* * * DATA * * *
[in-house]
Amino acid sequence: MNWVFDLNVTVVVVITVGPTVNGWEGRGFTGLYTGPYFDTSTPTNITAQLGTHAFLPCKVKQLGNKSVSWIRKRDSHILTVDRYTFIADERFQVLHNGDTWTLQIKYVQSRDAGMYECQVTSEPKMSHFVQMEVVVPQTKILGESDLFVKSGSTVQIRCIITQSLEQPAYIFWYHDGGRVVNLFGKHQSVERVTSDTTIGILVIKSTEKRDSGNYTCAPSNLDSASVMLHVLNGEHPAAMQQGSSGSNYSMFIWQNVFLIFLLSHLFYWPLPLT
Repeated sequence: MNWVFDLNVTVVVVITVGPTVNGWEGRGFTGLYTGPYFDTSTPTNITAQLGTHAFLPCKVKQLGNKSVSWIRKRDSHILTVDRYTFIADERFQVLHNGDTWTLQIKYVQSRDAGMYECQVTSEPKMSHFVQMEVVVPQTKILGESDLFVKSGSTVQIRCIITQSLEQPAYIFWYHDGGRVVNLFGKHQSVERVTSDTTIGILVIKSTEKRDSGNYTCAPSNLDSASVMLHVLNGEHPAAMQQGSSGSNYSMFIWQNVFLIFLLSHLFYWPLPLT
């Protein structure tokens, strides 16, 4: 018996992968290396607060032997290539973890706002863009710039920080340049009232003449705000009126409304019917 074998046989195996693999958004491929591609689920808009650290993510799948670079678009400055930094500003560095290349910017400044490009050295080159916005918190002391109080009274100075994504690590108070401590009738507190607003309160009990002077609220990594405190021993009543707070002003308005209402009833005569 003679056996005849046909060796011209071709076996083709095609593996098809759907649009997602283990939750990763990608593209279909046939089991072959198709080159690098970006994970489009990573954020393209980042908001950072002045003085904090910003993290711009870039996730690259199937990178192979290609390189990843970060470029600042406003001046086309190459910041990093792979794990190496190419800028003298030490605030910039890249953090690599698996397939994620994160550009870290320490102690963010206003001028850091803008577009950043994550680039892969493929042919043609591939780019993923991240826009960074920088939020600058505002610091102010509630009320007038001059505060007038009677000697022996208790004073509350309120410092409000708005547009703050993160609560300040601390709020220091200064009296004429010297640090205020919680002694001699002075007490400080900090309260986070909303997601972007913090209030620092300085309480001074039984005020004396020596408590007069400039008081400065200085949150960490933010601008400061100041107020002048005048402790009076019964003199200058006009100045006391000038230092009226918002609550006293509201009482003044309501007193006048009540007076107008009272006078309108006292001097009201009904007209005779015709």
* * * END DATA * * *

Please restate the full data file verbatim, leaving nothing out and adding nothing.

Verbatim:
[in-house]
Amino acid sequence: MNWVFDLNVTVVVVITVGPTVNGWEGRGFTGLYTGPYFDTSTPTNITAQLGTHAFLPCKVKQLGNKSVSWIRKRDSHILTVDRYTFIADERFQVLHNGDTWTLQIKYVQSRDAGMYECQVTSEPKMSHFVQMEVVVPQTKILGESDLFVKSGSTVQIRCIITQSLEQPAYIFWYHDGGRVVNLFGKHQSVERVTSDTTIGILVIKSTEKRDSGNYTCAPSNLDSASVMLHVLNGEHPAAMQQGSSGSNYSMFIWQNVFLIFLLSHLFYWPLPLT
Repeated sequence: MNWVFDLNVTVVVVITVGPTVNGWEGRGFTGLYTGPYFDTSTPTNITAQLGTHAFLPCKVKQLGNKSVSWIRKRDSHILTVDRYTFIADERFQVLHNGDTWTLQIKYVQSRDAGMYECQVTSEPKMSHFVQMEVVVPQTKILGESDLFVKSGSTVQIRCIITQSLEQPAYIFWYHDGGRVVNLFGKHQSVERVTSDTTIGILVIKSTEKRDSGNYTCAPSNLDSASVMLHVLNGEHPAAMQQGSSGSNYSMFIWQNVFLIFLLSHLFYWPLPLT
């Protein structure tokens, strides 16, 4: 018996992968290396607060032997290539973890706002863009710039920080340049009232003449705000009126409304019917 074998046989195996693999958004491929591609689920808009650290993510799948670079678009400055930094500003560095290349910017400044490009050295080159916005918190002391109080009274100075994504690590108070401590009738507190607003309160009990002077609220990594405190021993009543707070002003308005209402009833005569 003679056996005849046909060796011209071709076996083709095609593996098809759907649009997602283990939750990763990608593209279909046939089991072959198709080159690098970006994970489009990573954020393209980042908001950072002045003085904090910003993290711009870039996730690259199937990178192979290609390189990843970060470029600042406003001046086309190459910041990093792979794990190496190419800028003298030490605030910039890249953090690599698996397939994620994160550009870290320490102690963010206003001028850091803008577009950043994550680039892969493929042919043609591939780019993923991240826009960074920088939020600058505002610091102010509630009320007038001059505060007038009677000697022996208790004073509350309120410092409000708005547009703050993160609560300040601390709020220091200064009296004429010297640090205020919680002694001699002075007490400080900090309260986070909303997601972007913090209030620092300085309480001074039984005020004396020596408590007069400039008081400065200085949150960490933010601008400061100041107020002048005048402790009076019964003199200058006009100045006391000038230092009226918002609550006293509201009482003044309501007193006048009540007076107008009272006078309108006292001097009201009904007209005779015709």